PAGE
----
Robin Dutt will be the new coach of Bundesliga club Werder Bremen after his request to leave a role with the German Football Association was granted.
Dutt's contract with the German FA (DFB), which was due to expire in 2016, will instead be terminated by mutual consent at the end of May.
The 48-year-old former Freiburg and Bayer Leverkusen coach will then begin work with Bremen, who parted company with Thomas Schaaf this month after 14 years of collaboration.
"I would like to express particular thanks to the DFB," said Dutt. "On the one hand for the way in which they accommodated my wishes, and on the other hand for the respect I received from my peers and colleagues.
"I am really looking forward to taking my place on the bench again.
"Werder Bremen are a great club and it's a very attractive challenge which I am going to put everything into."
Dutt will be responsible for reversing the north German outfit's fortunes in the wake of their worst league finish since 1999, when Schaaf arrived late in the season to save them from relegation.
"Robin Dutt was the candidate we wanted for the coach's position," Bremen's director of sport Thomas Eichin said.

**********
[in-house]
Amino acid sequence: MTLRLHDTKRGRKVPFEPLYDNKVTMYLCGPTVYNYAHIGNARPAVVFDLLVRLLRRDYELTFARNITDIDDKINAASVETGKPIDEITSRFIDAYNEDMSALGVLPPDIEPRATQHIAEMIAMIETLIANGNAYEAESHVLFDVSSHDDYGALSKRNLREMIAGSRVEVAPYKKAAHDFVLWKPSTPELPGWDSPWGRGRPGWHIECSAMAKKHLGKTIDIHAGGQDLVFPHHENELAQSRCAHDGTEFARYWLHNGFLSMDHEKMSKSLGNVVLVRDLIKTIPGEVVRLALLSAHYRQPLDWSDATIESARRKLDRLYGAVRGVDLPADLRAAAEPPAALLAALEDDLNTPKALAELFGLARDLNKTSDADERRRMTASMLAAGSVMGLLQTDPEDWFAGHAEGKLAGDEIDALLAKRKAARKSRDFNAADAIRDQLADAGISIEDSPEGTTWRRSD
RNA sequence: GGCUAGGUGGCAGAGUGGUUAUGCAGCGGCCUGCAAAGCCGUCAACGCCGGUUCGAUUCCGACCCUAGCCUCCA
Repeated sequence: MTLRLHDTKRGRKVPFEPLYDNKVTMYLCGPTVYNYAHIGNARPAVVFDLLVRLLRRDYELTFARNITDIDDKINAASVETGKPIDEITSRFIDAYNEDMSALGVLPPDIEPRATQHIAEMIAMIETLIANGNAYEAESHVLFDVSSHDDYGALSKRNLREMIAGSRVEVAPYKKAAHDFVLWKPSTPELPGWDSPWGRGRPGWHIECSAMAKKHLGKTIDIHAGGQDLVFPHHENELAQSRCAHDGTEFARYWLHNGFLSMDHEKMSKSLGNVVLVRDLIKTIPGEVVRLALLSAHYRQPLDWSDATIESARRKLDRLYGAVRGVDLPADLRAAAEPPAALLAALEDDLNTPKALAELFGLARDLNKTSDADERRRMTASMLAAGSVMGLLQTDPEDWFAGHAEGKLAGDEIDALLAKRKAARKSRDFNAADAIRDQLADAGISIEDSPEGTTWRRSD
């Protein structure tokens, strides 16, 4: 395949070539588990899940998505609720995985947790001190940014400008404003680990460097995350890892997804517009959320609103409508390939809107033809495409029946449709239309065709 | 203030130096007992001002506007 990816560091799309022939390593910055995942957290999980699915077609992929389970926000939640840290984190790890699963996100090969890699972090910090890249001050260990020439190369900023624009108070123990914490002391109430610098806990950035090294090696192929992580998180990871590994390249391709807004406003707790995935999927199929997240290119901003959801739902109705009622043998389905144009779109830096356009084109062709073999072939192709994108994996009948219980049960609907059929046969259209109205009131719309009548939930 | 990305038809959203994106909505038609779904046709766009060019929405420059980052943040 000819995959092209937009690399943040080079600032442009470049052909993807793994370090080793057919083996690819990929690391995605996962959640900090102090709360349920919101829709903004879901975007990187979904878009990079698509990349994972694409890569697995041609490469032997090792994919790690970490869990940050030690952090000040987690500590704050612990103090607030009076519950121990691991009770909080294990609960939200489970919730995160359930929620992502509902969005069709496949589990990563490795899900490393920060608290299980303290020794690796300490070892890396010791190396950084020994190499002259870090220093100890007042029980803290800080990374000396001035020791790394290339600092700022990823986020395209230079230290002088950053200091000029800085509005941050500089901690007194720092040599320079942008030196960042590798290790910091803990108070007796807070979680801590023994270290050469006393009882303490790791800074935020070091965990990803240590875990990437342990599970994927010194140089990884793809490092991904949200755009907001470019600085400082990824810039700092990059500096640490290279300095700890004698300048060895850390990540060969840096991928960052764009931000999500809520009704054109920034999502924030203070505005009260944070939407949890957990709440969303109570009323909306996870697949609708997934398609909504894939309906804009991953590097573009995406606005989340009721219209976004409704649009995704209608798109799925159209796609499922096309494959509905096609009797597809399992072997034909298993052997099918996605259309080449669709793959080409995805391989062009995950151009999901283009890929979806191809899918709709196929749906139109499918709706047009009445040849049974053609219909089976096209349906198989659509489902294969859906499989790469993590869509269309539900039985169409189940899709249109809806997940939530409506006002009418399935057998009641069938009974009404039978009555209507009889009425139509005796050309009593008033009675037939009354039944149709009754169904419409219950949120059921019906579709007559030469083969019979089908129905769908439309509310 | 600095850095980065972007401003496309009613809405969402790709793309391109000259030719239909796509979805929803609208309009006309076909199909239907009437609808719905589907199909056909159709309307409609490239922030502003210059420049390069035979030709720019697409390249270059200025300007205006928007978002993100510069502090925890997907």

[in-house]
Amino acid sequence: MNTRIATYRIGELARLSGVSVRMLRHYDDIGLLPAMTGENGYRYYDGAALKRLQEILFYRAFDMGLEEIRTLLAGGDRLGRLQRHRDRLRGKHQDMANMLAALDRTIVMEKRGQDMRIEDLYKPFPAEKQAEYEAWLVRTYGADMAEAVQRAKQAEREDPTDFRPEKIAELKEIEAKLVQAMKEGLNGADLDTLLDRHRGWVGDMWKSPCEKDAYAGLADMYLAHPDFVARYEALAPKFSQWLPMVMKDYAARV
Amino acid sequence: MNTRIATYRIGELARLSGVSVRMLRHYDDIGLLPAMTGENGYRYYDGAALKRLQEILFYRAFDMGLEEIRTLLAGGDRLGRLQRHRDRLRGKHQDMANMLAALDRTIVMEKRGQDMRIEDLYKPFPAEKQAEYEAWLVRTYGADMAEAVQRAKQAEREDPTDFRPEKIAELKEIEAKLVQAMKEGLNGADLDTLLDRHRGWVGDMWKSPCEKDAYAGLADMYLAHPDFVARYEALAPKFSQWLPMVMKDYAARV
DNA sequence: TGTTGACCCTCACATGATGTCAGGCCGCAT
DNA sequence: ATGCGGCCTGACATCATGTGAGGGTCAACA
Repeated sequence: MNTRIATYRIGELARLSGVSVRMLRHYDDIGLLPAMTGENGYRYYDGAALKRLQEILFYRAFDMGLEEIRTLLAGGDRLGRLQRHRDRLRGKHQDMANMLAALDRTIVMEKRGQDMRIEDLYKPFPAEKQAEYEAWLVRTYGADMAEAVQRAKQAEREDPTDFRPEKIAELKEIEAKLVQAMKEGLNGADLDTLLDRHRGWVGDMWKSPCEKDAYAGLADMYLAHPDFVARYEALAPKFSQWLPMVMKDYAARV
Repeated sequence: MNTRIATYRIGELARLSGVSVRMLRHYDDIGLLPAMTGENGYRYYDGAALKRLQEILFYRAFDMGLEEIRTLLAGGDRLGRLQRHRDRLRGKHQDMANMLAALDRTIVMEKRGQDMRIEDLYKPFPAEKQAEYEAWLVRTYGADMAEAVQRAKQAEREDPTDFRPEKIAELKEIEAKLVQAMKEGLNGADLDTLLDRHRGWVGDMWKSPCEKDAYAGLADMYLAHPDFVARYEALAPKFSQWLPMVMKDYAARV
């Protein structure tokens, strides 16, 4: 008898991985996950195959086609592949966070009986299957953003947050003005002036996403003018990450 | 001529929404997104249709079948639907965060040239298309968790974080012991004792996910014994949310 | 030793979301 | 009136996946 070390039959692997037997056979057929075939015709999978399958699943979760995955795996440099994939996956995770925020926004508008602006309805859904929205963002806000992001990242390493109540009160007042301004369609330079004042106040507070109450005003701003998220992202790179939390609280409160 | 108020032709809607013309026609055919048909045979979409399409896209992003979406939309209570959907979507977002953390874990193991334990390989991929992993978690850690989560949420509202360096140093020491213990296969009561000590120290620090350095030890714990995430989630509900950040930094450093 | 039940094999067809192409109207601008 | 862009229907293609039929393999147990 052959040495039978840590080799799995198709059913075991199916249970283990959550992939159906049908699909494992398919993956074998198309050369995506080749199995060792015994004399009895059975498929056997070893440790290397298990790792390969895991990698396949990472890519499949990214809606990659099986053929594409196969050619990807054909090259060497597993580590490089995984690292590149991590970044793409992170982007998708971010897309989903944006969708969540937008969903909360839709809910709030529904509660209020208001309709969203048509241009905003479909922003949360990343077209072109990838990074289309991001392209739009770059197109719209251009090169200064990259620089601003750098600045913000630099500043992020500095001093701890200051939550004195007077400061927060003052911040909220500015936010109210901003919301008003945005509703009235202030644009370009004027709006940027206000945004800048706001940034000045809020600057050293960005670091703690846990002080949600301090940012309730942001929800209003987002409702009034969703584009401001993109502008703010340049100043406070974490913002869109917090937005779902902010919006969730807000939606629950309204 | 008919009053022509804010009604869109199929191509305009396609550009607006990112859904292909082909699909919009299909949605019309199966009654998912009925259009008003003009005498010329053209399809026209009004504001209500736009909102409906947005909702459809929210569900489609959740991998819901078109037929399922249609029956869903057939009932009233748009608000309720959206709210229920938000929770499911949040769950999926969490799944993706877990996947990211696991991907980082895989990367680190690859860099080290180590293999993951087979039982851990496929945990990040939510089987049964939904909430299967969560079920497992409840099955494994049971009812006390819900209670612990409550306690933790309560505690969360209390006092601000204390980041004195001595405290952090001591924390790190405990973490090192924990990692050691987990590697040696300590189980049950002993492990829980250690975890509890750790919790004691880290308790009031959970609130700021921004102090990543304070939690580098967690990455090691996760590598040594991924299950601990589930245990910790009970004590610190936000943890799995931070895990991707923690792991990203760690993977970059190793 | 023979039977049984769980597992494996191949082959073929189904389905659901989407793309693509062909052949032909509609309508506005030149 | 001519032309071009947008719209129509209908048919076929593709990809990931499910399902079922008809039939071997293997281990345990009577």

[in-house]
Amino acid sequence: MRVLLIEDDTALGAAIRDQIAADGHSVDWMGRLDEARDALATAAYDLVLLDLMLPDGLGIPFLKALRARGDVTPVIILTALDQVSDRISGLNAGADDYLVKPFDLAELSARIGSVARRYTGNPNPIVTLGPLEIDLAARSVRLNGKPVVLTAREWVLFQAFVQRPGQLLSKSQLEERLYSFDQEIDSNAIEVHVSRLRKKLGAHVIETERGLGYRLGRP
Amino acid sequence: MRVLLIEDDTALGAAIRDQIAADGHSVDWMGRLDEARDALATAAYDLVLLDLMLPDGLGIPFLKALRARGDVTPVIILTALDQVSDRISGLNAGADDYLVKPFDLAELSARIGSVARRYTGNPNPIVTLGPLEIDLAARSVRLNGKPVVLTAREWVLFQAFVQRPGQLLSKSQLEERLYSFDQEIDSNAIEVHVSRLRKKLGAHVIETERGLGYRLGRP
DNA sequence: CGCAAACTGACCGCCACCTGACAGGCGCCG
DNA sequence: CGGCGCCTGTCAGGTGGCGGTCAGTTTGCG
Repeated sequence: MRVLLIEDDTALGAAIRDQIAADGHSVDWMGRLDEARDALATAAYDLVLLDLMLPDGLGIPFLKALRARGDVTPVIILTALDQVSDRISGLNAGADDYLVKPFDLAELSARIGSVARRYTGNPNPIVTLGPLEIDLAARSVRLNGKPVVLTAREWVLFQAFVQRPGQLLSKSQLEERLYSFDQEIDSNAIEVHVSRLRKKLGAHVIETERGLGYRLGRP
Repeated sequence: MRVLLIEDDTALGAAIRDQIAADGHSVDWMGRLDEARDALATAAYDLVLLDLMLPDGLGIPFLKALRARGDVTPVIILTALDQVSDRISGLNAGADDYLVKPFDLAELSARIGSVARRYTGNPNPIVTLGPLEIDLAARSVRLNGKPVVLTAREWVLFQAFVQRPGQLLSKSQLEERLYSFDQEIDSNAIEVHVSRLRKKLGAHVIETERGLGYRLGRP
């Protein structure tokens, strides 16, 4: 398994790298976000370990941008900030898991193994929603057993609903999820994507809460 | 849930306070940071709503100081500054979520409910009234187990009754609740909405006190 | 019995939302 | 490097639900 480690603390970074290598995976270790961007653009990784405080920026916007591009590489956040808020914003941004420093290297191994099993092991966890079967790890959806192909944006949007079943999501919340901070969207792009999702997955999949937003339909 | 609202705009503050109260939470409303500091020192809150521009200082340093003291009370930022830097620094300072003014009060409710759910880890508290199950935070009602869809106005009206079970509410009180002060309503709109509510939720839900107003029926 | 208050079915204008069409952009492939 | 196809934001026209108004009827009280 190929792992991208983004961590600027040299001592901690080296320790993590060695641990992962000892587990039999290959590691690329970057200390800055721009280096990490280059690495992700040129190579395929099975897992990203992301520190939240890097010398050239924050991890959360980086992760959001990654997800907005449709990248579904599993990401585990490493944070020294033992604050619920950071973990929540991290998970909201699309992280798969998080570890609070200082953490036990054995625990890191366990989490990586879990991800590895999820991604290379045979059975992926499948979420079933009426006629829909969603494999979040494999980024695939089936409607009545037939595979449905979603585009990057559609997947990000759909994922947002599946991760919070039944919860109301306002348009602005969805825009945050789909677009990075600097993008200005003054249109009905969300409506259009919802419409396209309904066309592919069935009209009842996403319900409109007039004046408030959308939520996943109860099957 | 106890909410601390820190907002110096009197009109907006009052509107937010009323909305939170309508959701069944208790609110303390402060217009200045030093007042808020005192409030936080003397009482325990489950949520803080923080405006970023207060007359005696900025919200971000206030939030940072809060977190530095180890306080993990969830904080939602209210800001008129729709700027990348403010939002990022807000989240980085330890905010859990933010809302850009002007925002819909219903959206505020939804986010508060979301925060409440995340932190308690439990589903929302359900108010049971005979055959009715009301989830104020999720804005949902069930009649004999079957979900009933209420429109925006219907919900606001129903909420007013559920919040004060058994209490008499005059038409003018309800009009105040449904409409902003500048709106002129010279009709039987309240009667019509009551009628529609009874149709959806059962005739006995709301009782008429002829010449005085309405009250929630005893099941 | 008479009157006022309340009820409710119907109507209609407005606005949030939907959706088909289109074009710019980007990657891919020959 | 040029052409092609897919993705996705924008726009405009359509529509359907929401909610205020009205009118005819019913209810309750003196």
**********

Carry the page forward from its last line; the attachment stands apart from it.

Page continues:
"We are convinced that we can make a positive new beginning with him."
Dutt became the DFB's director of sport last summer, replacing Matthias Sammer, who took on a similar role at Bayern Munich, but when the former was first approached by Bremen a few weeks ago he asked to be released from his duties.
And, after consideration, the DFB granted that wish today.
"Among the members of the board, we agree that this development does not fit in with the general requirements for the position of director of sport," DFB president Wolfgang Niersbach said.
"For that, you need somebody leading the way for long-term, continuous development.
"We achieved that with Matthias Sammer since he came in April 2006 and fulfilled his role for six years.
"But in this case, we saw no alternative since Robin Dutt asserted his desire to work as a coach again. We wish him all the best for his future career."